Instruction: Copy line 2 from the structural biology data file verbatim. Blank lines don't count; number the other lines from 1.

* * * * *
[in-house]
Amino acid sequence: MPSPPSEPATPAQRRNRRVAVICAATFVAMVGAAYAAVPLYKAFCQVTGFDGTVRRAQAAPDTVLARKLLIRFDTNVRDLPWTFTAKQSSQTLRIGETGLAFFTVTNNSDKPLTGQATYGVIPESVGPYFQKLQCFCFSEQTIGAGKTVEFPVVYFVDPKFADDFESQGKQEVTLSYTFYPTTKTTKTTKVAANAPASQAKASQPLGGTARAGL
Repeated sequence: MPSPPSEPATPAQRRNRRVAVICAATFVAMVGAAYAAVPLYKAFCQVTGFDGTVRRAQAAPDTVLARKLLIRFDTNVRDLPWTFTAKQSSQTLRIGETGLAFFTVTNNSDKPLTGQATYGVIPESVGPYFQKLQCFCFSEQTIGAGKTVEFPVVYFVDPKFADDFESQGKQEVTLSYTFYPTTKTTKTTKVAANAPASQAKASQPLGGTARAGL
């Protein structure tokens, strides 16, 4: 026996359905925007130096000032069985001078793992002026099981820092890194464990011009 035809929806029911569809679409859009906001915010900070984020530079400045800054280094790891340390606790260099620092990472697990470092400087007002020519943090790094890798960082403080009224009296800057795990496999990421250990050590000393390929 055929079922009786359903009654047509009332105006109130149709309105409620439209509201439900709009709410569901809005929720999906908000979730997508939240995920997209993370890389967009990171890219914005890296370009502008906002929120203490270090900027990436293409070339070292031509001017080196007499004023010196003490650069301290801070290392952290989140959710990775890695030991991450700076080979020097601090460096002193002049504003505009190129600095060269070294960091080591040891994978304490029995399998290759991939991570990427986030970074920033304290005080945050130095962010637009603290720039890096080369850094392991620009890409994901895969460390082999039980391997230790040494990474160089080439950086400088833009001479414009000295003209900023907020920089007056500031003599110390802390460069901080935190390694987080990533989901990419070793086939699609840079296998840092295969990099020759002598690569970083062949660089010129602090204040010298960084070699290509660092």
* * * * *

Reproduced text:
Amino acid sequence: MPSPPSEPATPAQRRNRRVAVICAATFVAMVGAAYAAVPLYKAFCQVTGFDGTVRRAQAAPDTVLARKLLIRFDTNVRDLPWTFTAKQSSQTLRIGETGLAFFTVTNNSDKPLTGQATYGVIPESVGPYFQKLQCFCFSEQTIGAGKTVEFPVVYFVDPKFADDFESQGKQEVTLSYTFYPTTKTTKTTKVAANAPASQAKASQPLGGTARAGL